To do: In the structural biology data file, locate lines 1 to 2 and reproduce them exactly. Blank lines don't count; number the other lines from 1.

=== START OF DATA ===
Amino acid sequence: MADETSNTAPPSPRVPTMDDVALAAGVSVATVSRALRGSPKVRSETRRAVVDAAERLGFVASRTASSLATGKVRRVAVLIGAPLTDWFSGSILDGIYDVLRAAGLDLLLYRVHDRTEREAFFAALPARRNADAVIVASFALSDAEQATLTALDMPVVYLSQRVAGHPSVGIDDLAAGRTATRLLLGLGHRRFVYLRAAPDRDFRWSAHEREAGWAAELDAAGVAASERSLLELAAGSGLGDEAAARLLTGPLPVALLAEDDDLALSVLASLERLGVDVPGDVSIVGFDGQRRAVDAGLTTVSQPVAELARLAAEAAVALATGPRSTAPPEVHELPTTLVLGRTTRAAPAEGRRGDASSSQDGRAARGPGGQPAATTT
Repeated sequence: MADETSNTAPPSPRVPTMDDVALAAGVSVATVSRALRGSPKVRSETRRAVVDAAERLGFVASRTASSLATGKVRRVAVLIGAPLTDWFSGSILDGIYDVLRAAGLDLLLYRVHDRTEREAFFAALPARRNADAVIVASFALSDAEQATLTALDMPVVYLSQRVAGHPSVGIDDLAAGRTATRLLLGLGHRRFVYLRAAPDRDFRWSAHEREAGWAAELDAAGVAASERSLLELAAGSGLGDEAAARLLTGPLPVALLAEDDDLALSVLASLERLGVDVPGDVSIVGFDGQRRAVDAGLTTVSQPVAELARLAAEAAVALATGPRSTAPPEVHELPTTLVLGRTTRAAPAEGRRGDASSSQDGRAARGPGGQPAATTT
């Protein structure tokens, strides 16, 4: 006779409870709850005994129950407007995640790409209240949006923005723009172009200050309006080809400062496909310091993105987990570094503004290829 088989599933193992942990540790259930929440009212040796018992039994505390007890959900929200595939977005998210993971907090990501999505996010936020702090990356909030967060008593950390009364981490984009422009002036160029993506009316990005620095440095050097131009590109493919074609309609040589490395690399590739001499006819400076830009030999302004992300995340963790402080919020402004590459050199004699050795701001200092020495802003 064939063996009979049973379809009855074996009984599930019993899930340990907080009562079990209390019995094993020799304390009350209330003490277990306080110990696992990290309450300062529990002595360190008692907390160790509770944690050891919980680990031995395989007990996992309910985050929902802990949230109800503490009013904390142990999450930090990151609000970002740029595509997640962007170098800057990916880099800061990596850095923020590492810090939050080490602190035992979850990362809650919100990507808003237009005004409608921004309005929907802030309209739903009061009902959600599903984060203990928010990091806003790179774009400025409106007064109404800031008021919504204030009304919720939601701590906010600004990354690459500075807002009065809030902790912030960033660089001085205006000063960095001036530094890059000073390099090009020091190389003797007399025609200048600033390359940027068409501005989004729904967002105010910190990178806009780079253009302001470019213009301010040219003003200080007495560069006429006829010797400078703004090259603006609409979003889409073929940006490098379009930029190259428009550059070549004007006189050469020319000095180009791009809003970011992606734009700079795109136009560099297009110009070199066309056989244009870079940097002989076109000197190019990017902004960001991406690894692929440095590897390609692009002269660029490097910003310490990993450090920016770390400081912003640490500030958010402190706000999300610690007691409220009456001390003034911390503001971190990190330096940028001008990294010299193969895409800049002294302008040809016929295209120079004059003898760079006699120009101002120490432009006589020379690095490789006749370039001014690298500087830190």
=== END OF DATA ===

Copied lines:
Amino acid sequence: MADETSNTAPPSPRVPTMDDVALAAGVSVATVSRALRGSPKVRSETRRAVVDAAERLGFVASRTASSLATGKVRRVAVLIGAPLTDWFSGSILDGIYDVLRAAGLDLLLYRVHDRTEREAFFAALPARRNADAVIVASFALSDAEQATLTALDMPVVYLSQRVAGHPSVGIDDLAAGRTATRLLLGLGHRRFVYLRAAPDRDFRWSAHEREAGWAAELDAAGVAASERSLLELAAGSGLGDEAAARLLTGPLPVALLAEDDDLALSVLASLERLGVDVPGDVSIVGFDGQRRAVDAGLTTVSQPVAELARLAAEAAVALATGPRSTAPPEVHELPTTLVLGRTTRAAPAEGRRGDASSSQDGRAARGPGGQPAATTT
Repeated sequence: MADETSNTAPPSPRVPTMDDVALAAGVSVATVSRALRGSPKVRSETRRAVVDAAERLGFVASRTASSLATGKVRRVAVLIGAPLTDWFSGSILDGIYDVLRAAGLDLLLYRVHDRTEREAFFAALPARRNADAVIVASFALSDAEQATLTALDMPVVYLSQRVAGHPSVGIDDLAAGRTATRLLLGLGHRRFVYLRAAPDRDFRWSAHEREAGWAAELDAAGVAASERSLLELAAGSGLGDEAAARLLTGPLPVALLAEDDDLALSVLASLERLGVDVPGDVSIVGFDGQRRAVDAGLTTVSQPVAELARLAAEAAVALATGPRSTAPPEVHELPTTLVLGRTTRAAPAEGRRGDASSSQDGRAARGPGGQPAATTT